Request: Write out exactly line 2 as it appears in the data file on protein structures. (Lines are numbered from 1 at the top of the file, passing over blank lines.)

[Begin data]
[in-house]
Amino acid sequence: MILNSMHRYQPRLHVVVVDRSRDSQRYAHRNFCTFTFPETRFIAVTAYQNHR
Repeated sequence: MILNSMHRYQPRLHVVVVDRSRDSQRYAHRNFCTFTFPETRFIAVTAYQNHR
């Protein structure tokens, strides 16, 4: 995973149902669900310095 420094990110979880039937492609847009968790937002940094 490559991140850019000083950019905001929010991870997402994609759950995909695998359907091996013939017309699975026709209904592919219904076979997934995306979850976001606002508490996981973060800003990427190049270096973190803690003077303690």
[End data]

Amino acid sequence: MILNSMHRYQPRLHVVVVDRSRDSQRYAHRNFCTFTFPETRFIAVTAYQNHR